From what Prysm is saying about its technology—which isn’t a lot, yet—the guts of an LPD screen sound remarkably simple. One of the most expensive components of a flat-panel LCD screen like the one in your HDTV set, desktop monitor, laptop, or mobile phone, is the glass plane of transistors that drive each pixel. Laser phosphor displays dispense with all that. As the name suggests, the devices are driven by a laser that turns on and off at precise times as its beam sweeps across a patterned array of phosphor stripes, one stripe at a time.
Conceptually, this is very similar to the way old-fashioned televisions worked. In a CRT, electromagnets control an electron beam that sweeps across a field of electro-sensitive phosphors. The main differences between CRTs and LPDs, according to Jain and Hajjar, are that the beam in an LPD is made of coherent light, rather than electrons; that the beam is directed by a rapidly rotating “scanning mirror,” rather than magnets; and that the phosphors are photo-sensitive, rather than electro-sensitive.
The phosphor-covered screens are the component that Prysm plans to manufacture in Massachusetts, at a West Concord facility that formerly housed a maker of scanning electron microscopes. The plant already has 40 employees and will hire another 40 this year, the company says.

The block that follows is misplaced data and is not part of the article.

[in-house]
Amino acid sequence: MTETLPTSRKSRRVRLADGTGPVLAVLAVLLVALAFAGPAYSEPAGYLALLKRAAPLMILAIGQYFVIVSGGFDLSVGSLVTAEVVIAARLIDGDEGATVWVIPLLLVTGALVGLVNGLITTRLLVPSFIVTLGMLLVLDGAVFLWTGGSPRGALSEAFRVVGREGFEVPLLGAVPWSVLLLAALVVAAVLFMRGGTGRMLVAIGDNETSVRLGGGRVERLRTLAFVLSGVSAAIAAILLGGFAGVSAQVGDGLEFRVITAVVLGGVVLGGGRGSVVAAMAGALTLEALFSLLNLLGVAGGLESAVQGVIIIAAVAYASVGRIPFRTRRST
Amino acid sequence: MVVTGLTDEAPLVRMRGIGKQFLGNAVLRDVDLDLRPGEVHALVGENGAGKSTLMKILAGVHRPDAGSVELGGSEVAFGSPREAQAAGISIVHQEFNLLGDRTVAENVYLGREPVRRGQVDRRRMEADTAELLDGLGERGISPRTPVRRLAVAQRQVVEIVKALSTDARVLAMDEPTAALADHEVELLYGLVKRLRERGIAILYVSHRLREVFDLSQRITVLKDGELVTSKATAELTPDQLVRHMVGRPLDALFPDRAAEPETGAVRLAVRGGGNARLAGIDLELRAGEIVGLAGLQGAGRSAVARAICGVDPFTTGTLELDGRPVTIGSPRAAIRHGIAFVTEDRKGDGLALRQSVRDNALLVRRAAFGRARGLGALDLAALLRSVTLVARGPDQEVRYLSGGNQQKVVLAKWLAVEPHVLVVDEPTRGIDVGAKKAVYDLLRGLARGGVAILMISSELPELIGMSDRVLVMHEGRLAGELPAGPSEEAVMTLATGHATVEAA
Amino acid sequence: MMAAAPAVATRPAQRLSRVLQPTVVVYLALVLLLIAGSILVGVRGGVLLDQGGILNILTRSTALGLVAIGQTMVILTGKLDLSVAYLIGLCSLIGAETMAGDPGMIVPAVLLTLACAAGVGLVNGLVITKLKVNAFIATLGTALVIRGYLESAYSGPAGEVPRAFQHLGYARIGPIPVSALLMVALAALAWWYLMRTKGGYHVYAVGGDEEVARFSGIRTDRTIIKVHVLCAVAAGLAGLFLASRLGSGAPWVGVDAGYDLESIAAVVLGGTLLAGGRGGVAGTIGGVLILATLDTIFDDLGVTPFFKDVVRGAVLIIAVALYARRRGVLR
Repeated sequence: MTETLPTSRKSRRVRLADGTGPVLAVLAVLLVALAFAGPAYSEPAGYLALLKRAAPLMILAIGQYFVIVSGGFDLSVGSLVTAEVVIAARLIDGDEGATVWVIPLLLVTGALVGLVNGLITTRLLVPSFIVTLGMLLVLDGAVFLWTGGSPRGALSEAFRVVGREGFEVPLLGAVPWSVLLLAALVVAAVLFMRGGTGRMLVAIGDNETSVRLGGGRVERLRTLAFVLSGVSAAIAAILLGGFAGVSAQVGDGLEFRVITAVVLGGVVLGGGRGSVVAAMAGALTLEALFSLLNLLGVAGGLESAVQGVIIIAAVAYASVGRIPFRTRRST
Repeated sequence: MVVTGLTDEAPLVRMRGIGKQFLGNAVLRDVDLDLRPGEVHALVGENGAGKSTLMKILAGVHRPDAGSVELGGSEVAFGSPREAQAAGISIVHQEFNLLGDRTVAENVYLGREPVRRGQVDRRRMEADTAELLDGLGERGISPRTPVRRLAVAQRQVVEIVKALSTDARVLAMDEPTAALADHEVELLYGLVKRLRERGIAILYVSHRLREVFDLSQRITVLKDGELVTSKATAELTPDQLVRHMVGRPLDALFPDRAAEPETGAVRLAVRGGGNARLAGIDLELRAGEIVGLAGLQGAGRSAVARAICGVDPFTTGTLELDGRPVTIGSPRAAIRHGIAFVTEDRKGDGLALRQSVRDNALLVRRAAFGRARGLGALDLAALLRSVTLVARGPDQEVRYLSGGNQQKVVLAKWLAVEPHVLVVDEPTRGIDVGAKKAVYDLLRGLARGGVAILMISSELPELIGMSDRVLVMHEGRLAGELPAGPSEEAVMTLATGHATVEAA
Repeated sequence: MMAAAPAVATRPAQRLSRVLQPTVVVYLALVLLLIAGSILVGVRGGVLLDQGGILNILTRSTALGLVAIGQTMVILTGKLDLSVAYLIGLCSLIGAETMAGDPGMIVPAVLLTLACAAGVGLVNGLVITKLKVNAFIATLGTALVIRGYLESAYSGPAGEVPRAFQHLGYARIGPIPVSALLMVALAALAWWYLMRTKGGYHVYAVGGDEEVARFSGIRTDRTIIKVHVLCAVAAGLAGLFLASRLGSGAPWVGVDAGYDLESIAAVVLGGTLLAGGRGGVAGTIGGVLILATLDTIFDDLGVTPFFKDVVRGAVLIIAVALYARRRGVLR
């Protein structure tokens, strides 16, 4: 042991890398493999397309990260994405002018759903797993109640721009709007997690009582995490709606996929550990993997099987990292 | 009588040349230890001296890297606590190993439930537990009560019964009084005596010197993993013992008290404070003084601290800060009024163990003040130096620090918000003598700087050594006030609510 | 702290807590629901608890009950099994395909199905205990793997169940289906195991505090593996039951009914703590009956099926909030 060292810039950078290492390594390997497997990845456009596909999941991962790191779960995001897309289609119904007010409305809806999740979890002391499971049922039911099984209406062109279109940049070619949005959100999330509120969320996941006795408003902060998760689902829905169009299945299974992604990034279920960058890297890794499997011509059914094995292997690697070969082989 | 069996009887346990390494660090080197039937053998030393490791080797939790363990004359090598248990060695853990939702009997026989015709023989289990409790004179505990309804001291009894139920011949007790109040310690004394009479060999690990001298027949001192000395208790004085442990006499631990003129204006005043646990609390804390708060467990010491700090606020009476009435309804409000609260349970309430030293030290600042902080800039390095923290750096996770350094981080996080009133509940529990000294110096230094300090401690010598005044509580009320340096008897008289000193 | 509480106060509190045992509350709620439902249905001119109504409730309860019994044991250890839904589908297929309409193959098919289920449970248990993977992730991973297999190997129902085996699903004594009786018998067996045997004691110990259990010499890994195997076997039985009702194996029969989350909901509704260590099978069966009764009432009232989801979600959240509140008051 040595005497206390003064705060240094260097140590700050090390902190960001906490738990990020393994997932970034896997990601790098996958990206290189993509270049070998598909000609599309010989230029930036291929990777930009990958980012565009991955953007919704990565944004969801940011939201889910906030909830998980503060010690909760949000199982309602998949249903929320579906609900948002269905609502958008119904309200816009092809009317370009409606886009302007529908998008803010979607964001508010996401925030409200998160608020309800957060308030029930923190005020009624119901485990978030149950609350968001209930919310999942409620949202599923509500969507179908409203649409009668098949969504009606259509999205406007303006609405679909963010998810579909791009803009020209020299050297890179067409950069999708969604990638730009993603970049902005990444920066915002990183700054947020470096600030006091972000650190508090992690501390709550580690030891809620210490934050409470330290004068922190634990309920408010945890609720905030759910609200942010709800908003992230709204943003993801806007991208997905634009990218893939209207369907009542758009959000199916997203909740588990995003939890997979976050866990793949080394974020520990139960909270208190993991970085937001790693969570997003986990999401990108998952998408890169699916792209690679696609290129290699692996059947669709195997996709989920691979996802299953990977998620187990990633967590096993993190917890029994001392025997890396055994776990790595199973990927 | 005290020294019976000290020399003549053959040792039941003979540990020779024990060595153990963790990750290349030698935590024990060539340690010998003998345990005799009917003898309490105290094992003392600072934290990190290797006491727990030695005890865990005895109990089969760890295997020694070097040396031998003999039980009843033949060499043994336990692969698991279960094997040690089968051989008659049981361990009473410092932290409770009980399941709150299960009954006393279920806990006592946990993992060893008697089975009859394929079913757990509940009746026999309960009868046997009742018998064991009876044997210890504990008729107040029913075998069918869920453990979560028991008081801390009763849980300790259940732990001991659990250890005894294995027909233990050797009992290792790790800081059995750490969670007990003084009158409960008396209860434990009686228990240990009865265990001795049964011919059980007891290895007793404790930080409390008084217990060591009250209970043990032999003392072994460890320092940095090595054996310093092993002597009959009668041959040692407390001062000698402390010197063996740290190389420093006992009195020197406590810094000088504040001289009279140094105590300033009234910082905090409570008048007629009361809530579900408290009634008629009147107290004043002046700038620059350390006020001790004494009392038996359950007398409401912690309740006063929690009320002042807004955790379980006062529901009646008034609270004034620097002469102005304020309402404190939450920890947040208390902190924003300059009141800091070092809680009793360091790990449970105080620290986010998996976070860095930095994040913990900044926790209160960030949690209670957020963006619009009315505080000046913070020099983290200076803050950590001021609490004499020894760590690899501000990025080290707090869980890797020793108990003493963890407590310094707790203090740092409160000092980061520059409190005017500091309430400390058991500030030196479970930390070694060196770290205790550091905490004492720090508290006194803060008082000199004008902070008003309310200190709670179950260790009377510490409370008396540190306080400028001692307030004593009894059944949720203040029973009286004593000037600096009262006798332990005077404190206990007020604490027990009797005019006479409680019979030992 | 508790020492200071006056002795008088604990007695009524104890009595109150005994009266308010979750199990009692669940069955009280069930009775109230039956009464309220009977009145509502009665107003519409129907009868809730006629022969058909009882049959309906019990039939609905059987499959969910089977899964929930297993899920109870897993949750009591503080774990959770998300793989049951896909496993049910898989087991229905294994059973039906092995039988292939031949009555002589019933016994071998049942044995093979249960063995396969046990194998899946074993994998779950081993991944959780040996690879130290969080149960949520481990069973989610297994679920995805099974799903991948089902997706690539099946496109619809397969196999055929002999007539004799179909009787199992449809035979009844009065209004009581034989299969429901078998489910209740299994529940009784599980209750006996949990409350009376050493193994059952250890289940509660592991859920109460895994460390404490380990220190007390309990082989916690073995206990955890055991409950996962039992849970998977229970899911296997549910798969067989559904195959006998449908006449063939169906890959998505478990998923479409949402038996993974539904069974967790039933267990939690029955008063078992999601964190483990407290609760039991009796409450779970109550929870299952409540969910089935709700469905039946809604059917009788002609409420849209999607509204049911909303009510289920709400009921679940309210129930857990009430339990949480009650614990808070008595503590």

Corey says this week’s announcement represents merely the startup’s coming out, and that more information about Prysm’s technology and its product roadmap will be made public “shortly.” Prysm hasn’t said how much money it has raised, who its backers are (beyond Artiman and Partech, whom Jain calls “the key original investors”), or who it’s showing its technology to.
“We are no different from any other venture-funded stealth mode company in Silicon Valley, in that we wanted to stay in stealth for as many years as possible while we went from initial innovation to concept development to product development,” says Jain. “The only difference is that from very early on we were not just in one location.” In addition to its San Jose headquarters, Prysm has a facility in Bangalore, India, and has had a development center in Concord for several years (at a different address from the new screen manufacturing facility).
For Jain and Hajjar, Prysm is almost a third act: in addition to graduating together from Boston University’s College of Engineering, they co-founded and served as CEO and CTO, respectively, at Versatile Optical Networks, a San Jose-based maker of optoelectronic components for networking equipment. Vitesse Semiconductor (NASDAQ: VTSS) bought Versatile Optical Networks in 2001 for almost $250 million.
According to Hajjar, there’s no fundamental reason that LPD technology couldn’t be used in small displays like those in laptops and handhelds. But that might not be practical from a cost standpoint until the company can manufacture the devices on a large scale. In the meantime, the company will probably go after the market for much larger displays—those so big that owners need to take into account their expenses over time, including electricity and repairs.
Says Corey, “When you don’t have lamps that die at a certain time, when you’re not using thousands of watts per square meter, those add up to big dollars.”
[Update, January 20, 2010: Freelancer Kate Greene takes a takes a more technical look at Prysm over at Technology Review‘s website today.]